Scottish courts issue record environmental fine

19th December 2012

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  • Waste ,
  • Corporate fine ,
  • Prosecution ,
  • Recycling ,
  • Disposal



A South Lanarkshire haulage and recycling company has been ordered to pay a record £200,000 penalty for illegally dumping waste and endangering the environment

Livingston Sherriff Court passed down the unprecedented sentence in a case described by the Scottish Environment Protection Agency (SEPA) as “one of Scotland's most significant environmental crimes”.

A jury trial in September found Doonin Plant Limited and its director, Gary Doonin, guilty of keeping controlled wastes, including plastics, electrical components and plasterboard, without a licence and in a way likely to cause pollution.

In 2010, a SEPA investigation found that the firm had dumped hundreds of tonnes of construction and demolition waste at the former Woodend Colliery in Armadale, West Lothian, which is owned by the firm.

SEPA discovered that the firm had covered the waste with a thin layer of soil, and had not taken basic actions to protect the environment from the decomposing waste, such as lining the site.

As a result, the waste was likely to leach metals and chemicals into the soil, posing a threat to groundwater and local waterways, and release methane and carbon dioxide into the atmosphere, according to SEPA.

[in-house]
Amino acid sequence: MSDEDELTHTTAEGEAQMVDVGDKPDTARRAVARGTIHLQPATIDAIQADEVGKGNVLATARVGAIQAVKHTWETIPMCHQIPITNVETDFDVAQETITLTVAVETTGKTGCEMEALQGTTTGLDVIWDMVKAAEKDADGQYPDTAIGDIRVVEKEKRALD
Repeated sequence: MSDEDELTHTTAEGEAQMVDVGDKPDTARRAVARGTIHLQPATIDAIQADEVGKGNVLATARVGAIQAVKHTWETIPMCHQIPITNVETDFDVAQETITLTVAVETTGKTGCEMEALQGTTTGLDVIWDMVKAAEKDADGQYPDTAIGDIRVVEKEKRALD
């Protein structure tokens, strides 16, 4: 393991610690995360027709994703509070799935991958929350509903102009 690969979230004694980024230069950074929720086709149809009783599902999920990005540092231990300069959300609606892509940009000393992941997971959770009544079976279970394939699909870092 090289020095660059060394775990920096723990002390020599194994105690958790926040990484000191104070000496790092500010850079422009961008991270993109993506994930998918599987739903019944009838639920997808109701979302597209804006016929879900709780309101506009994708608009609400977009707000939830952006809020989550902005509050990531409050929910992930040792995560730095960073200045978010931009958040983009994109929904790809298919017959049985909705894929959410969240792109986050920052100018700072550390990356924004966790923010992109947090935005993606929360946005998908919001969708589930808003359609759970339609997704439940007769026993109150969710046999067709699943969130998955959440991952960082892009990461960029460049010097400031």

“By carrying out such activities, the company and its director demonstrated a complete lack of consideration for the environment,” said Ian Buchanan, an area manager at SEPA, reacting to the record sentence. “Justice has been done for Scotland's environment … and we hope the sentence acts as a deterrent to any operators considering breaking the law.”

The prosecution was not the first time Doonin Plant had been found to have breached environmental legislation. In August 2010, the firm was fined £90,000 after pleading guilty to similar waste offences.

Craig Harris, head of the wildlife and environmental crime unit at the Crown Office and Procurator Fiscal Service commented: “Doonin Plant and Gary Doonin carried out activities with a total disregard for the environment – and not for the first time.

“The severity of the crimes against the environment was marked by this case being prosecuted before a jury. The judgment will send out a strong warning to any other unscrupulous businesses who conduct themselves in this illegal manner.”

Reacting to the sentence, a spokesperson for the company confirmed that it would be appealing the level of the fine. He claimed the former colliery had waste management licence exemptions, allowing the company to store waste and carry out recovery or recycling operations at the site.

Livingston Sherriff Court postponed sentencing the firm’s director for a year, warning Doonin that he could face prison if any further offences occurred during that time.

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